This is a working set of guidelines for developing React applications. We say "guideline" because there are no hard-and-fast rules; best practices, patterns and technology change over time, so we consider this a living set of style guides.
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README.md

React/Redux Style Guide

Inspired from Dave Atchley - Gist

Table of Contents:

This is a working set of guidelines for developing React applications. We say "guideline" because there are no hard-and-fast rules; best practices, patterns and technology change over time, so we consider this a living set of style guides.

What is this for?

  • Any UI developers working on React or React Native.
  • Feedbacks are always encouraged.

The guide is meant to provide direction on building quality code across the UI projects and development teams;

While, at the same time, providing enough flexibility that individual developers and teams feel they can innovate, create and discover better or more useful ways to deliver quality code.

You can engage by posting an issue.

The channel is a great place to find out about current React practices and direction, ask questions and even hang out chat and help other developers that might need assistance. If you or your team has a new idea or interesting approach, this is a great forum to discuss it and get some feedback.

React Guidelines

React makes it easy to build modular, declarative, components.

Useful Resources:

Organization

Useful Resources:

§ 1.1 Component Types: Separate components into Container (smart) and Presentational (dumb) component types.

  Container Components Presentational Components
Location top level, route handlers middle + leaf components
Aware of Redux Yes No
Reading Data subscribe to Redux State From props
Changing Data dispatch Redux actions invoke callbacks from props

"Don’t take the presentational and container component separation as a dogma. Sometimes it doesn’t matter or it’s hard to draw the line. If you feel unsure about whether a specific component should be presentational or a container, it might be too early to decide. Don’t sweat it!" -- Dan Abramov

§ 1.2 Container Components: Try to organize container components around the following principles:

  • Are concerned with how things work.
  • May contain both presentational and container components inside but usually don’t have any DOM markup of their own except for some wrapping divs, and never have any styles.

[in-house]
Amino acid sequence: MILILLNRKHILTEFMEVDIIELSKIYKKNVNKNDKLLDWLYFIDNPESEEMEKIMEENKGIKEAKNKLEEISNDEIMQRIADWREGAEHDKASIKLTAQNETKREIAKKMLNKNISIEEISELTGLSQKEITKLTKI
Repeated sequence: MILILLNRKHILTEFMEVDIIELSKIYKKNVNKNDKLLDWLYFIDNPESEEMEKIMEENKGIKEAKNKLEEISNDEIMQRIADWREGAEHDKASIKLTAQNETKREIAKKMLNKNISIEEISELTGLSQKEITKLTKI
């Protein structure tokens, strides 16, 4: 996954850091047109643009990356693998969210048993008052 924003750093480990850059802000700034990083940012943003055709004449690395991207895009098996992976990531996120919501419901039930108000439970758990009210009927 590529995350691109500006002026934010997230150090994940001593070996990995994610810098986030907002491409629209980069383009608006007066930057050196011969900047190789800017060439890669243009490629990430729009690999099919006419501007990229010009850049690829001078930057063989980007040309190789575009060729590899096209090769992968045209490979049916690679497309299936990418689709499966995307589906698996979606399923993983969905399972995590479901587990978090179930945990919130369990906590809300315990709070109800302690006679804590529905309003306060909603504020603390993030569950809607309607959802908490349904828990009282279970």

• Provide the data and behavior to presentational or other container components.
  • Call Redux actions and provide these as callbacks to the presentational components.

§ 1.3 Presentational Components: Try to organize presentational components around the following principles:

  • Are concerned with how things look.
  • May contain both presentational and container components inside, and usually have some DOM markup and styles of their own.
  • Often allow containment/composition via this.props.children.
  • Have no dependencies on the rest of the app, such as Redux actions or state.
  • Don’t specify how the data is loaded or mutated.
  • Receive data and callbacks exclusively via props.
  • Rarely have their own state (when they do, it’s UI state rather than data).
  • Should be written as functional components unless they need state, lifecycle hooks, or performance optimizations.

§ 1.3 Component Folder Organization: Take advantage of feature-first organization and separate presentational and container components into separate, top-level folders in your source tree; with each component getting its own folder.

  • Have two top level folders: src/containers and src/components (optionally, src/pages for calling out a distinction for container components used as router entry points)
  • Using feature-first organization we build modular, reusable components by co-locating all the files related to that component in a single folder:
src/
  containers/
    PendingRequestList/
      index.js
	  PendingRequestList.jsx
	  test.spec.js
    ...
    
  components/
    RequestSummaryItem/
	  index.js
	  RequestSummaryItem.jsx
	  styles.scss
	  test.spec.js
	...